Gary Webb's Enduring Legacy

Submitted by Bill St. Clair on Tue, 11 Dec 2007 14:32:45 GMT  <== Politics ==> 

Robert Parry at Cosortium News - a good summary of Gary Webb's "Dark Alliance" discoveries about the cocaine smuggling through Mena, Arkansas, participated in by the CIA, Bill Clinton, then Arkansas' governor, President Ronald Reagan, and Vice President George Bush (senior). Webb's treatment by the press led to his "suicide" (he shot himself in the head, twice), but history has vindicated him. It didn't stop people from worshipping Reagan, though, nor did it land Clinton and Bush in jail, where they belong.

Webb's death in 2004 had its roots in his fateful decision eight years earlier to write a three-part series for the San Jose Mercury News that challenged a potent conventional wisdom shared by the elite U.S. news organizations -- that one of the most shocking scandals of the 1980s just couldn't be true.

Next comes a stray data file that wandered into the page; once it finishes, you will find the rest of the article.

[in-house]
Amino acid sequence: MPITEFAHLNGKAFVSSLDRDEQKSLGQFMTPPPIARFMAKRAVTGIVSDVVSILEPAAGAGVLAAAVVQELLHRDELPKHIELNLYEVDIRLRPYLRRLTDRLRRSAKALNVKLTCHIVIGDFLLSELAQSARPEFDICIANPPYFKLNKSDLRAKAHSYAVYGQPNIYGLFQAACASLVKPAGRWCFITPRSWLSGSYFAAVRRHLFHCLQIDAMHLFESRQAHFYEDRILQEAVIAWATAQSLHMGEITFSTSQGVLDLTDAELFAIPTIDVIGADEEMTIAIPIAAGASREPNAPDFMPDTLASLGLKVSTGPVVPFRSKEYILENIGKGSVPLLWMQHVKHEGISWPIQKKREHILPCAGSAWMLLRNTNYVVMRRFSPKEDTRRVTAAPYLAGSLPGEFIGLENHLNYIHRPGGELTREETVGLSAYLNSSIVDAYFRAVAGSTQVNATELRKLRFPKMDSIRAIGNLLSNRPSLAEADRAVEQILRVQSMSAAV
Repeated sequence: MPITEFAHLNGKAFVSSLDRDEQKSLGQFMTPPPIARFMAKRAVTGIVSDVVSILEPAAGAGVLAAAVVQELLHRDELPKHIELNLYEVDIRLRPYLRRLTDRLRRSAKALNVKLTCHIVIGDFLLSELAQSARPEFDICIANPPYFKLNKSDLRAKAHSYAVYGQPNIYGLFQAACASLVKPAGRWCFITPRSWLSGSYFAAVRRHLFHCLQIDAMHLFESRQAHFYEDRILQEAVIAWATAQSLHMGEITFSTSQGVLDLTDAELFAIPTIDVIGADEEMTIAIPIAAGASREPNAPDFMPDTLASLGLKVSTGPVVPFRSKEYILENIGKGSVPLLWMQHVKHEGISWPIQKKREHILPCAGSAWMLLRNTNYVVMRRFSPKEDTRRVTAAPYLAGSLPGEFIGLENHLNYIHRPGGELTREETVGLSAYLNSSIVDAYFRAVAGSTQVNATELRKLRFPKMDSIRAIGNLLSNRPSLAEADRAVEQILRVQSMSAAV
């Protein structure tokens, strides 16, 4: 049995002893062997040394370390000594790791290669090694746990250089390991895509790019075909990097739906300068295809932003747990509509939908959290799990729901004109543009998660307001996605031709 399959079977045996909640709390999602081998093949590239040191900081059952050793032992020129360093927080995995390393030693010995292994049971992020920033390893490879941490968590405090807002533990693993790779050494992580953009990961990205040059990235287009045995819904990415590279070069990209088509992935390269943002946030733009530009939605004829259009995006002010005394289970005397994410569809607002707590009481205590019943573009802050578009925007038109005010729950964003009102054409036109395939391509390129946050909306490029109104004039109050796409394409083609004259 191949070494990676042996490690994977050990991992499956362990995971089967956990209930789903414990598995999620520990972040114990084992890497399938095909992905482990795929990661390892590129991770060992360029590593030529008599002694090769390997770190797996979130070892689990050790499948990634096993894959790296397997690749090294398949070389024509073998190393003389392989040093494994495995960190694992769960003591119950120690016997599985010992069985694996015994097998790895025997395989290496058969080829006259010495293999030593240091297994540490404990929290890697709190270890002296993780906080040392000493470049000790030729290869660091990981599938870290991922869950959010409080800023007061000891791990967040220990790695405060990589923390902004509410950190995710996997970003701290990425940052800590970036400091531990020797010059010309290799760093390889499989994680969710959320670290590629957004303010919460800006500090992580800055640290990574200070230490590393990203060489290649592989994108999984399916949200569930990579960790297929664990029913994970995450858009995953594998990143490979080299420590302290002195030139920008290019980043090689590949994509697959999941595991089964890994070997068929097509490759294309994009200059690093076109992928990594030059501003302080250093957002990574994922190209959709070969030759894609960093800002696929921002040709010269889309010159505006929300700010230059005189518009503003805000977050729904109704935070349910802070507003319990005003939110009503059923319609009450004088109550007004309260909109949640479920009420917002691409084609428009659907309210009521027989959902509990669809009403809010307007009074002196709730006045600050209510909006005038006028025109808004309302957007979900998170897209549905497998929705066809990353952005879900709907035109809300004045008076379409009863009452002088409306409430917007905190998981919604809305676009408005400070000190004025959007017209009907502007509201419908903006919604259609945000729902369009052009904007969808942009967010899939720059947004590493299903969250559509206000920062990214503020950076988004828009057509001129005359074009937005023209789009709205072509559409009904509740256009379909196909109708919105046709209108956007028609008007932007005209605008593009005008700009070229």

Webb's "Dark Alliance" series, published in August 1996, revived the decade-old allegations that the Reagan administration in the 1980s had tolerated and protected cocaine smuggling by its client army of Nicaraguan rebels known as the contras.

Though substantial evidence of the contra crimes had surfaced in the mid-1980s (initially in an article that Brian Barger and I wrote for the Associated Press in December 1985 and later at hearings conducted by Sen. John Kerry), the major news outlets had bent to pressure from the Reagan administration and refused to take the disclosures seriously.

Add comment Edit post Add post